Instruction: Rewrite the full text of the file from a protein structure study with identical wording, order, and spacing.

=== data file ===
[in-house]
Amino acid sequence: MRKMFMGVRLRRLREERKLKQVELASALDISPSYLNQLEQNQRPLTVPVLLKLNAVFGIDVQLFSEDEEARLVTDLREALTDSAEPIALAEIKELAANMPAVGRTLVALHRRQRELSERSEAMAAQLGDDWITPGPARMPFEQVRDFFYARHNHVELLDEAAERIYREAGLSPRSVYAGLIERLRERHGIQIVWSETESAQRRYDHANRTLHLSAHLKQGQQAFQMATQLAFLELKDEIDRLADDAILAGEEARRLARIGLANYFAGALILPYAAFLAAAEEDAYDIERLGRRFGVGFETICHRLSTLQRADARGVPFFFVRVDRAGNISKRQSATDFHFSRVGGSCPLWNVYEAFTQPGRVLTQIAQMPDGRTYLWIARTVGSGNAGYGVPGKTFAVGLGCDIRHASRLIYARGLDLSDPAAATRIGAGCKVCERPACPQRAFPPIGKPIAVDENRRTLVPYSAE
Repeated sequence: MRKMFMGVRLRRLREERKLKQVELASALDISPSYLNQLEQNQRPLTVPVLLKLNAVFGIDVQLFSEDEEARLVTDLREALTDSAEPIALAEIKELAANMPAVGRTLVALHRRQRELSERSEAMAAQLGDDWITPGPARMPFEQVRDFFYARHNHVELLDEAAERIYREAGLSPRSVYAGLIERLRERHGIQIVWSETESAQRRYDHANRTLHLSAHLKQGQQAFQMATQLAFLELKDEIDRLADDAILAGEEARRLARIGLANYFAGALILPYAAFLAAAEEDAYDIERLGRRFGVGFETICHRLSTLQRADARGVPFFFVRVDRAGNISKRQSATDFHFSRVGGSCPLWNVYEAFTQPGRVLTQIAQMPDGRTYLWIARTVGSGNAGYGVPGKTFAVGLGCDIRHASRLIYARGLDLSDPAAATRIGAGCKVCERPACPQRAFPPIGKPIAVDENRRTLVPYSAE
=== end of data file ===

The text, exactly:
[in-house]
Amino acid sequence: MRKMFMGVRLRRLREERKLKQVELASALDISPSYLNQLEQNQRPLTVPVLLKLNAVFGIDVQLFSEDEEARLVTDLREALTDSAEPIALAEIKELAANMPAVGRTLVALHRRQRELSERSEAMAAQLGDDWITPGPARMPFEQVRDFFYARHNHVELLDEAAERIYREAGLSPRSVYAGLIERLRERHGIQIVWSETESAQRRYDHANRTLHLSAHLKQGQQAFQMATQLAFLELKDEIDRLADDAILAGEEARRLARIGLANYFAGALILPYAAFLAAAEEDAYDIERLGRRFGVGFETICHRLSTLQRADARGVPFFFVRVDRAGNISKRQSATDFHFSRVGGSCPLWNVYEAFTQPGRVLTQIAQMPDGRTYLWIARTVGSGNAGYGVPGKTFAVGLGCDIRHASRLIYARGLDLSDPAAATRIGAGCKVCERPACPQRAFPPIGKPIAVDENRRTLVPYSAE
Repeated sequence: MRKMFMGVRLRRLREERKLKQVELASALDISPSYLNQLEQNQRPLTVPVLLKLNAVFGIDVQLFSEDEEARLVTDLREALTDSAEPIALAEIKELAANMPAVGRTLVALHRRQRELSERSEAMAAQLGDDWITPGPARMPFEQVRDFFYARHNHVELLDEAAERIYREAGLSPRSVYAGLIERLRERHGIQIVWSETESAQRRYDHANRTLHLSAHLKQGQQAFQMATQLAFLELKDEIDRLADDAILAGEEARRLARIGLANYFAGALILPYAAFLAAAEEDAYDIERLGRRFGVGFETICHRLSTLQRADARGVPFFFVRVDRAGNISKRQSATDFHFSRVGGSCPLWNVYEAFTQPGRVLTQIAQMPDGRTYLWIARTVGSGNAGYGVPGKTFAVGLGCDIRHASRLIYARGLDLSDPAAATRIGAGCKVCERPACPQRAFPPIGKPIAVDENRRTLVPYSAE